Legislative transparency has not evolved as quickly as it has within the executive, and the same can be said for municipal transparency in relation to transparency encountered at the federal level of government. The lack of transparency within city council renders it more difficult for citizens to choose the best representatives. At the same time, opacity generates fewer incentives for councilors to improve their representativeness. This study aims to evaluate the degree of transparency within the legislative assemblies of Brazil’s capital cities. To this end, this thesis develops two methodologies based on the 8 principles of open data. One measures compliance with the Brazilian Freedom of Information Act (FOI), and the other evaluation assesses the transparency of legislative processes. I evaluated 39 official websites from the 26 capitals. The results demonstrate an extremely low level of FOI compliance and a low level of legislative transparency. No correlation was found between transparency and municipal economic wealth, size of population, or levels of development. Findings show that poor levels of detail in complying with the Brazilian FOI law. One of the major problems appears to be the lack of any universal standards to orient what elements should be rendered transparent.
Borges, Eduardo Bizzo de Pinho
“Transparência da governança florestal na Amazônia: uma análise de cumprimento da Lei de Acesso à Informação (LAI) nos estados” seeks to evaluate the extent of compliance with the Access to Information Law (LAI) in 105 state-level agencies responsible for forest governance in the nine Amazonian states.
As the quality of forest governance is a concept presupposing transparency and as the LAI is one of the most important legal instruments seeking to attribute transparency to the public administration in Brazil, evaluating the extent of its implementation is evaluating forest governance and its capacity to formulate and implement quality policies for forest conservation and use.
Santos, Otávio Albuquerque Ritter dos
This research attempts to analyze the effects of open government data on the administration and practice of the educational process by comparing the contexts of Brazil and England. The findings illustrate two principal dynamics: control and collaboration. In the case of control, or what is called the "data-driven" paradigm, data help advance the cause of political accountability through the disclosure of school performance. In collaboration, or what is referred to as the "data-informed" paradigm, data is intended to support the decision-making process of administrators through dialogical processes with other social actors.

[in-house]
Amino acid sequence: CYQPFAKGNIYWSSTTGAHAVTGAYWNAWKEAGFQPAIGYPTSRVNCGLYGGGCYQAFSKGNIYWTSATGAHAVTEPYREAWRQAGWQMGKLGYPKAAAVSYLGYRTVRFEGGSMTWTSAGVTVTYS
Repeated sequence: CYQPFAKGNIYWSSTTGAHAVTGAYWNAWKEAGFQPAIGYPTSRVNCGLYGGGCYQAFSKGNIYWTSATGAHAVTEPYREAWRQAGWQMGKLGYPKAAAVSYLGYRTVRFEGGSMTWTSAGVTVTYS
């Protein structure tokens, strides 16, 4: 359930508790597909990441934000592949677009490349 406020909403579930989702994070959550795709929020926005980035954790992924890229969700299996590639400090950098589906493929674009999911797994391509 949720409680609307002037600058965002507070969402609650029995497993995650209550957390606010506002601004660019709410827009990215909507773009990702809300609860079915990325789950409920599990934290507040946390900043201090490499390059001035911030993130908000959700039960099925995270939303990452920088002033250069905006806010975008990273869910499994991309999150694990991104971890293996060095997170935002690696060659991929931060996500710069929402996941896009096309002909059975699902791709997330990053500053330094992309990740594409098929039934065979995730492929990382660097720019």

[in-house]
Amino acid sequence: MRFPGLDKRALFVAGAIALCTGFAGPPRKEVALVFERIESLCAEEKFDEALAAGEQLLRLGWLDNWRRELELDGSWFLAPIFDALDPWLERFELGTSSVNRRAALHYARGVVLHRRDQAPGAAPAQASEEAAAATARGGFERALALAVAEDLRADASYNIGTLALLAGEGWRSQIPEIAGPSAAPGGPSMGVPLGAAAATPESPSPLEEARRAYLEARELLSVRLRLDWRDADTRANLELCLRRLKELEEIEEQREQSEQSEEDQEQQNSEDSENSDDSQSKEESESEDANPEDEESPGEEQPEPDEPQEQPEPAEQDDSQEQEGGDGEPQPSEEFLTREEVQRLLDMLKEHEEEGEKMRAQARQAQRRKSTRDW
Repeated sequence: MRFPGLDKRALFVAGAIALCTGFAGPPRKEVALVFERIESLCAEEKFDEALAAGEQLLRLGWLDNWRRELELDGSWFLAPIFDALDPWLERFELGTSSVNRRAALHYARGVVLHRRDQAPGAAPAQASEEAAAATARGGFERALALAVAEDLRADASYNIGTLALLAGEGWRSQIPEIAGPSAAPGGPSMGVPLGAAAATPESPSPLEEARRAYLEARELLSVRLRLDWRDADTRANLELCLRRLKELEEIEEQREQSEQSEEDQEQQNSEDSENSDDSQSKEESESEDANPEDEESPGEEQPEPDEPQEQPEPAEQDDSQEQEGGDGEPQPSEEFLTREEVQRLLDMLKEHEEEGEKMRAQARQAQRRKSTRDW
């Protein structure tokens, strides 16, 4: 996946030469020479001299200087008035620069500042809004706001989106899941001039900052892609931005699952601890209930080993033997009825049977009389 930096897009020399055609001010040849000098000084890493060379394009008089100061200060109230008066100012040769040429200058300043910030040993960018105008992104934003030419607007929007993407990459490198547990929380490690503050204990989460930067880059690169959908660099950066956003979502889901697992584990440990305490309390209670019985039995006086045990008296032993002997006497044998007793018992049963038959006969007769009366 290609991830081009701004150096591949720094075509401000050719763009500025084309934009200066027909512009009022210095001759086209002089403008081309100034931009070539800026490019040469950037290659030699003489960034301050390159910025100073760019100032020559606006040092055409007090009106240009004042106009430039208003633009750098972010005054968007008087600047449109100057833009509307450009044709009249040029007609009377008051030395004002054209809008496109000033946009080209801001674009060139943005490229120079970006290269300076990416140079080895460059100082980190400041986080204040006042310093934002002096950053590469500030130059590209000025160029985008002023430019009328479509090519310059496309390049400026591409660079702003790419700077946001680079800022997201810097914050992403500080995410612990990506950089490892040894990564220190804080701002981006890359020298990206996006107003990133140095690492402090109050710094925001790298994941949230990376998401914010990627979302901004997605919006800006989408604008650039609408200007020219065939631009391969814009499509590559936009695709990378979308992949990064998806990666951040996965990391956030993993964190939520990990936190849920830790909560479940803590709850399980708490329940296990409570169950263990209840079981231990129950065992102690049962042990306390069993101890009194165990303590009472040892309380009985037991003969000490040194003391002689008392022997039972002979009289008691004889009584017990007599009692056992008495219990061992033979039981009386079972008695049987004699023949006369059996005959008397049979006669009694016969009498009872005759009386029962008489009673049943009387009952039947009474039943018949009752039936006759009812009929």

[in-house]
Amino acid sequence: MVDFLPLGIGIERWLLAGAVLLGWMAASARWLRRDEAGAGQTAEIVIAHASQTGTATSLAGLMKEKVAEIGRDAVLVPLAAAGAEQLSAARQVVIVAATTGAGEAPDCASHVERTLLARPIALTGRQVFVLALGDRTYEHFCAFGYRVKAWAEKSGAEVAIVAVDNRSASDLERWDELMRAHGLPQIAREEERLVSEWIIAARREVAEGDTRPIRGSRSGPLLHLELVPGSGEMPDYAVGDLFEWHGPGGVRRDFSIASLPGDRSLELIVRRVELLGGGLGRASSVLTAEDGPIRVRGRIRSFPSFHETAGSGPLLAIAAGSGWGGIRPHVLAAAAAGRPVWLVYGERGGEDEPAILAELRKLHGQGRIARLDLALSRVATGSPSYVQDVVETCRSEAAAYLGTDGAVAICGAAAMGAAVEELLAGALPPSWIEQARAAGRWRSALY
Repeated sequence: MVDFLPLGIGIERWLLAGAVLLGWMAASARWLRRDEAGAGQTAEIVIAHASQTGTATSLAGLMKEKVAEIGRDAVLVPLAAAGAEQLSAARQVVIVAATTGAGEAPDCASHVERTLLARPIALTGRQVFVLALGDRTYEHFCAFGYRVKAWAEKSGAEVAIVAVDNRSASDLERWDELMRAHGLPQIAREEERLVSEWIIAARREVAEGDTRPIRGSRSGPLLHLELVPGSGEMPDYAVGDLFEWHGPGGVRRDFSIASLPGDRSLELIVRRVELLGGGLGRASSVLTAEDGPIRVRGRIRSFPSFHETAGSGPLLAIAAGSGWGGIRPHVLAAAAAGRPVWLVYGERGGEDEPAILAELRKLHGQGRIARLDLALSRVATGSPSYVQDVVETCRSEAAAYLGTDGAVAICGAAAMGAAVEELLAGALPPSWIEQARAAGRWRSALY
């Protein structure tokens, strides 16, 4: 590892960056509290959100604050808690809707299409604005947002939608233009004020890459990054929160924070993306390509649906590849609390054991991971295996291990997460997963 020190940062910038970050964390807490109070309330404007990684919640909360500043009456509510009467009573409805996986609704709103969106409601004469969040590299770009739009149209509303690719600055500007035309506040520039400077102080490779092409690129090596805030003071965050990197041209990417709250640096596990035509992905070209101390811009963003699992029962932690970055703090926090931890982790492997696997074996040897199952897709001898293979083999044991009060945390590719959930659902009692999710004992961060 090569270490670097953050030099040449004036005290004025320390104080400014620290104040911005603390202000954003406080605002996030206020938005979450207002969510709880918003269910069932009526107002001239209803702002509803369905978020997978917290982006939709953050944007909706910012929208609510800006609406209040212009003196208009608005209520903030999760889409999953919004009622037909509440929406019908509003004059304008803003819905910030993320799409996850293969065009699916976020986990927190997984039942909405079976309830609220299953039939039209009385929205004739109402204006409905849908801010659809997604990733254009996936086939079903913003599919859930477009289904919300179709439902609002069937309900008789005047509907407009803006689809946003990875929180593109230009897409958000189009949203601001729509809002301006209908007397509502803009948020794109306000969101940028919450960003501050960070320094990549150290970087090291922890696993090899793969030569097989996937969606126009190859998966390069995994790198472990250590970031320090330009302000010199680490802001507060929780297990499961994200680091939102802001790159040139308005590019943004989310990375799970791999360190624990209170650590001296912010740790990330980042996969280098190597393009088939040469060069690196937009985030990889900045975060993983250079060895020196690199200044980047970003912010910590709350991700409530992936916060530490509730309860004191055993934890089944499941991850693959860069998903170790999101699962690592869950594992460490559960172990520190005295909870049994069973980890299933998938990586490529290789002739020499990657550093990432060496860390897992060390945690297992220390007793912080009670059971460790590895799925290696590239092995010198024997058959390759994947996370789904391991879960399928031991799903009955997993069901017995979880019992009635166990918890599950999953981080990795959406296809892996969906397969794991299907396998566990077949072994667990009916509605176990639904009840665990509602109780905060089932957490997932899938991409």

This Master's thesis ultimately became an article published in the journal, Public Administration.
Federal institutions of higher education must comply with the active transparency statutes of Brazil’s new freedom of information law (12.527) by keeping their homepages updated and complete with the required information. However, some federal universities are not prepared to deal with the FOI law and still suffer from management problems accumulated over the years.
This study analyses compliance with active transparency statutes in 53 federal universities, examining the information published on the websites of public organizations, comparing it with the content of FOI laws.
Examining the prevalence of transparency in the sale of insurance in Brazil and around the world, this study considers the costs and benefits of this transparency through surveys and based on extensive contextual and scholarly analyses. The survey included 191 Brazilian insurance brokers, as well as insurance supervisors, organizations representing insurers and insurance brokers from a total of 39 foreign jurisdictions, in addition to the European Commission.